Tip #5: Remember the most important “rule” to attracting great talent.
The best attractor of top talent isn’t high salary or fancy titles; it’s being a great place to work. Make sure your organization has a positive and engaging environment and you’ll develop a reputation as an enjoyable place to work. Then when you network and request referrals, the people you ask will go out of their way to refer their friends and colleagues to you.

Reaching out to the people you meet—as well as those you already know—can connect you with impressive talent. Make referral generation a regular part of your tasks, whether you’re the CEO or in a staff-level role. Before you know it, you’ll realize that good people are easier to find.

Scott WintripFive Tips to Network for Top Talent
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Is the Stink What You Think? — Scott’s Sales Yoga Thought for the Day

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I’ve heard it said you are what you eat, which, if true, makes me a vegetable since I eat so many! While I get the concept of our bodies being impacted by what we put in them, what deserves just as much attention is something equally important — what we put in our heads.

Persistent thoughts become pervasive beliefs and some of these reek of inaccurate assumptions and dangerous misinformation. For example, recruiters often think there is a waiting period before you can ask a new candidate for referrals, and salespeople frequently tell themselves that prospects aren’t willing to engage in detailed conversations. When did it become our job to set boundaries for other people?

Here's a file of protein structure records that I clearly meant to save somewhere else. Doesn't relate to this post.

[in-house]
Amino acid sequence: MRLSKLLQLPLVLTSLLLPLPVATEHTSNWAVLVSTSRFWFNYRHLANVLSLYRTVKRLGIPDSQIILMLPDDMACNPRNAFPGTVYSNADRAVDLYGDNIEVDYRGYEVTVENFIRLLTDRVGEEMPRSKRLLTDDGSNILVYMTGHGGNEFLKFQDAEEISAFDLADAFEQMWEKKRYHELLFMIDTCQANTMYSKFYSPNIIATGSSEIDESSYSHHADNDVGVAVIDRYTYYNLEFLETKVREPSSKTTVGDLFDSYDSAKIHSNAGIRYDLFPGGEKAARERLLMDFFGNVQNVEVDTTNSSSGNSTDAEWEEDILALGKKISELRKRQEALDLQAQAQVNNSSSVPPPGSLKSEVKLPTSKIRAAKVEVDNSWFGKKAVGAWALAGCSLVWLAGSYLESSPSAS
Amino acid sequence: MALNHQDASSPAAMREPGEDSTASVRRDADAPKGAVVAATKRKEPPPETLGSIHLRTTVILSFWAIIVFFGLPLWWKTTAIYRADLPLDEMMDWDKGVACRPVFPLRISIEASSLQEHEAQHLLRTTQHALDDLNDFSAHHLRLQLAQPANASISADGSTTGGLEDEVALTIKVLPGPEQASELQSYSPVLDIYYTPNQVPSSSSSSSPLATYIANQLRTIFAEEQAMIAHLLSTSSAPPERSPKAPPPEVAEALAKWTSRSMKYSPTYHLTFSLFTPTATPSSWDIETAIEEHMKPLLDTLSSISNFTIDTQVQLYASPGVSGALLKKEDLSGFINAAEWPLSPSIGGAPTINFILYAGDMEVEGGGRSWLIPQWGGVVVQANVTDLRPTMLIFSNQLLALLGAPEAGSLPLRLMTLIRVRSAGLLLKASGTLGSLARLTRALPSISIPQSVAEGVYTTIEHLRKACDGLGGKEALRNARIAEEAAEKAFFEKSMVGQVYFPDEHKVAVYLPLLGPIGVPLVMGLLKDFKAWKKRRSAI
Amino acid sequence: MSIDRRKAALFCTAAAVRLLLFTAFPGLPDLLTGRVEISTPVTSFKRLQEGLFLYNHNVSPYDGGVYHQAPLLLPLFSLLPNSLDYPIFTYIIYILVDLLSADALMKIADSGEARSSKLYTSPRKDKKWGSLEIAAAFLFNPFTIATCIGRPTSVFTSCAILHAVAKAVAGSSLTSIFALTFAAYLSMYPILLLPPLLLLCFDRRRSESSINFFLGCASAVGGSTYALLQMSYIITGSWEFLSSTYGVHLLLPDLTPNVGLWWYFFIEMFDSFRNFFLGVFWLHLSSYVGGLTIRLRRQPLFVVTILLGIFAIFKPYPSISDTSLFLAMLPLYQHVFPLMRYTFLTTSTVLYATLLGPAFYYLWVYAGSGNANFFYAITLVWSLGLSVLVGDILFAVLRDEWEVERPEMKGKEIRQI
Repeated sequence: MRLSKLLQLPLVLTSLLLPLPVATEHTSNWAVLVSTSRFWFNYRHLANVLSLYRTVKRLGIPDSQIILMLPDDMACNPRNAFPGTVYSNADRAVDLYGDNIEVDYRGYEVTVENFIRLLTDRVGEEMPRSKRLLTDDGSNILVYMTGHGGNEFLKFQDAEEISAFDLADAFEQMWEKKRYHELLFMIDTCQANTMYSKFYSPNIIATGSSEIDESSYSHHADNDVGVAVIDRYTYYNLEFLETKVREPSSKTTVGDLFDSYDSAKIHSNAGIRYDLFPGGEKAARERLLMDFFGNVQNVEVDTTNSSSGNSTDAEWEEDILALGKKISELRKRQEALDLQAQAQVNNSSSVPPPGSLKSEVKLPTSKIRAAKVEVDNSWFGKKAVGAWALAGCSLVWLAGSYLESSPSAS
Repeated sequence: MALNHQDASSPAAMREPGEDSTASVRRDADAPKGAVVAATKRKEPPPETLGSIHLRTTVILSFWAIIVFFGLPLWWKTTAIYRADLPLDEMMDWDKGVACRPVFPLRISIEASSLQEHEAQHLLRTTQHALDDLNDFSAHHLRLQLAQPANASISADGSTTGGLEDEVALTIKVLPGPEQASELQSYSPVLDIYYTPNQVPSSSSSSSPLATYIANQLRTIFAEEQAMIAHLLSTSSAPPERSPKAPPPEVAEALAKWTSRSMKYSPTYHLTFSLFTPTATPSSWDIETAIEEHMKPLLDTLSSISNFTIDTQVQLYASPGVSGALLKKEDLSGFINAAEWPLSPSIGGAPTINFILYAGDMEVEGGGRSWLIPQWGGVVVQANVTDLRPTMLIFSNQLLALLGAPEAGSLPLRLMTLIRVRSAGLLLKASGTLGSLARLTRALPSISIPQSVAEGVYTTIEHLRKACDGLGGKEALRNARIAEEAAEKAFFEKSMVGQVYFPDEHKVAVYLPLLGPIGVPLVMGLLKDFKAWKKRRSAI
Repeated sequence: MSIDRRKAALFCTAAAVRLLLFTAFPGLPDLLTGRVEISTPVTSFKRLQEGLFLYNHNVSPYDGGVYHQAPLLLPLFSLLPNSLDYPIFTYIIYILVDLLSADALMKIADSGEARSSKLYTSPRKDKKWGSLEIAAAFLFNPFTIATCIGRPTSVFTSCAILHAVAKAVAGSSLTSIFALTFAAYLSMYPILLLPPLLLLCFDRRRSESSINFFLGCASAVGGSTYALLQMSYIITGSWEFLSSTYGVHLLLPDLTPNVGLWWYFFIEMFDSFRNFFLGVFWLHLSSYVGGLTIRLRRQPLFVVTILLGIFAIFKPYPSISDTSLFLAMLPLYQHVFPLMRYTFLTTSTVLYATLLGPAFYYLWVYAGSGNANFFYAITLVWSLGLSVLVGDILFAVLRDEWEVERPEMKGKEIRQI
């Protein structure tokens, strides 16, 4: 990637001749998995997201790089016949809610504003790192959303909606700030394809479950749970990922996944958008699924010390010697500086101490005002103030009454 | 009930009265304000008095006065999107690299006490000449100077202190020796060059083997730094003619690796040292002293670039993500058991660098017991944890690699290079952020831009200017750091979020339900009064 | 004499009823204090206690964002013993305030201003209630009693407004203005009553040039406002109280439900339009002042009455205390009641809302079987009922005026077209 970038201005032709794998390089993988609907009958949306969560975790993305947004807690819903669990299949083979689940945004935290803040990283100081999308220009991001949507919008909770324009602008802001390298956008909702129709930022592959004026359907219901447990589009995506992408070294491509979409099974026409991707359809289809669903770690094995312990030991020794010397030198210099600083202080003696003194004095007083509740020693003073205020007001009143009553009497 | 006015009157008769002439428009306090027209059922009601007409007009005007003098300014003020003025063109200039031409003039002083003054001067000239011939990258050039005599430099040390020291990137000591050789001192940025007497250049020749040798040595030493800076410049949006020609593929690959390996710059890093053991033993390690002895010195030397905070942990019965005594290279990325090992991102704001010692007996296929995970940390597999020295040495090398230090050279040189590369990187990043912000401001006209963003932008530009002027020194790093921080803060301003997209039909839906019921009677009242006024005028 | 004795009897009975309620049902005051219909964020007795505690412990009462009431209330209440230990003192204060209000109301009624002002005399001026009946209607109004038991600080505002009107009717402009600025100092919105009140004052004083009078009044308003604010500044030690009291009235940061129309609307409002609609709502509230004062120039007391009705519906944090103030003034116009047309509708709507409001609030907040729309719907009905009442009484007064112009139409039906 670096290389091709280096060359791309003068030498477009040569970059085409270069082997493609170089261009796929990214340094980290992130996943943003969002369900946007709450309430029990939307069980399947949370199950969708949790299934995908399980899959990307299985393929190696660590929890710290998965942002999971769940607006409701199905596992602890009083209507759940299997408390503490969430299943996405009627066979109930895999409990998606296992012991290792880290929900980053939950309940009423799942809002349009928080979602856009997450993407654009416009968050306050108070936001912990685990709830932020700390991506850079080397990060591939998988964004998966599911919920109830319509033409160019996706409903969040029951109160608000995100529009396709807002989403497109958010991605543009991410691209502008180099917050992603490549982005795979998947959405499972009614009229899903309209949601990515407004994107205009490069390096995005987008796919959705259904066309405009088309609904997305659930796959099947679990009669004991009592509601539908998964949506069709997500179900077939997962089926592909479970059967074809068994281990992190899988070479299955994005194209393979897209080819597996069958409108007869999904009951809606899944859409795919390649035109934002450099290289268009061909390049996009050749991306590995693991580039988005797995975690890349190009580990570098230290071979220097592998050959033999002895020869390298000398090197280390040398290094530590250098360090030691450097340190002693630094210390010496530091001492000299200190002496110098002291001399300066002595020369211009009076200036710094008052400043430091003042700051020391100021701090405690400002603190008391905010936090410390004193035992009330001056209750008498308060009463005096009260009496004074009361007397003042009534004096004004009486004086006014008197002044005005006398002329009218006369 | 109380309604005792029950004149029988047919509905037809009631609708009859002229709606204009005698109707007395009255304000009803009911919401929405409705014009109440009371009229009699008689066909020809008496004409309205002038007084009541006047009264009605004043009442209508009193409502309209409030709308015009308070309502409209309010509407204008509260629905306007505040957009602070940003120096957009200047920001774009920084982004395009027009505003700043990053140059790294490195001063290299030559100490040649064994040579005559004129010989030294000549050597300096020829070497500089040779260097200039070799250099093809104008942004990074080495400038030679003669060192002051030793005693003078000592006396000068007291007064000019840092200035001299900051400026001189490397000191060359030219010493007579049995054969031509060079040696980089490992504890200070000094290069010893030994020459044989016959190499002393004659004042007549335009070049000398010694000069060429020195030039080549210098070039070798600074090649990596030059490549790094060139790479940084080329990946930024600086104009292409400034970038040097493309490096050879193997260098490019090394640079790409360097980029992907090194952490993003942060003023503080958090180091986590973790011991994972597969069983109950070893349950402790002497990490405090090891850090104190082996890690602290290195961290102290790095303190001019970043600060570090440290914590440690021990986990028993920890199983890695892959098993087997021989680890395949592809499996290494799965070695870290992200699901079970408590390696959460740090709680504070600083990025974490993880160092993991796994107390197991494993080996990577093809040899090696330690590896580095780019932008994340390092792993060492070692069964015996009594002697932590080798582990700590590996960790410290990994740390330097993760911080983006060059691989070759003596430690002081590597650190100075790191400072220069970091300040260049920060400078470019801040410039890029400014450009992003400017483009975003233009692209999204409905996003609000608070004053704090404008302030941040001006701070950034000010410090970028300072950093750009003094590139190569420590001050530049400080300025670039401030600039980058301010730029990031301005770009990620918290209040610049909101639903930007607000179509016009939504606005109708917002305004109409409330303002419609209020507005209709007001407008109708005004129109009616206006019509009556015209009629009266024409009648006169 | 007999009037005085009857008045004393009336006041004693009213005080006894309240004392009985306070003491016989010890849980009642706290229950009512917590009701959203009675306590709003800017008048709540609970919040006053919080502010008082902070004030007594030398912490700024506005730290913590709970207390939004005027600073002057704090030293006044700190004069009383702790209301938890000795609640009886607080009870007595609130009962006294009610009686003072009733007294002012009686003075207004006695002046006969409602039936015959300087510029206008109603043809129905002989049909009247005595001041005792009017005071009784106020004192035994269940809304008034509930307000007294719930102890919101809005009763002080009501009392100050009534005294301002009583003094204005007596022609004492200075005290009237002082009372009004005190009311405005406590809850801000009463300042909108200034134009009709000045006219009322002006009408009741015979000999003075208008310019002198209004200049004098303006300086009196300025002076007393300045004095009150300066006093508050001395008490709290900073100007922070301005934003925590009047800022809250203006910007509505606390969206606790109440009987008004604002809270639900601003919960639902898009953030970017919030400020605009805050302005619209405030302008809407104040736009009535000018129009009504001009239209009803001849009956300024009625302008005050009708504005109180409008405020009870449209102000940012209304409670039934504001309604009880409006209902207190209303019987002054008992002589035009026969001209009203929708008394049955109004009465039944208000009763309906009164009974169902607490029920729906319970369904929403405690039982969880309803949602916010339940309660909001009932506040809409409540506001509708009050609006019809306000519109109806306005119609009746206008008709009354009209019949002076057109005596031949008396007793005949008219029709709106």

Scientists have proven that humans are programmed to help one another, so, soliciting referrals from everyone, including new candidates, in the very first conversation allows them to be who they were built to be. People love to hear the sound of their own voice, thus, lengthy and thorough conversations that allow prospective buyers to be thoroughly heard is the norm, not the exception.

An unrelenting belief that people will freely provide you with the time and information you need to be masterful in your job makes much more sense than self-defeating beliefs that are cancerous lesions to your psyche. Sales Yogi’s, people who practice a more collaborative style of selling, know that whatever you believe is exactly what you shall receive.

Scott WintripIs the Stink What You Think? — Scott’s Sales Yoga Thought for the Day
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Expect Referrals

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The staffing and recruiting profession is blessed with a number of tools for finding and attracting quality candidates.  The Internet, social media, telephones, ads in newspapers and magazines, and job fairs are just some of the avenues available to connect us with people in today’s marketplace.  What all of these have in common is that they put you in touch with people who know other people.  As a result, you might think that most recruiters get lots of referrals.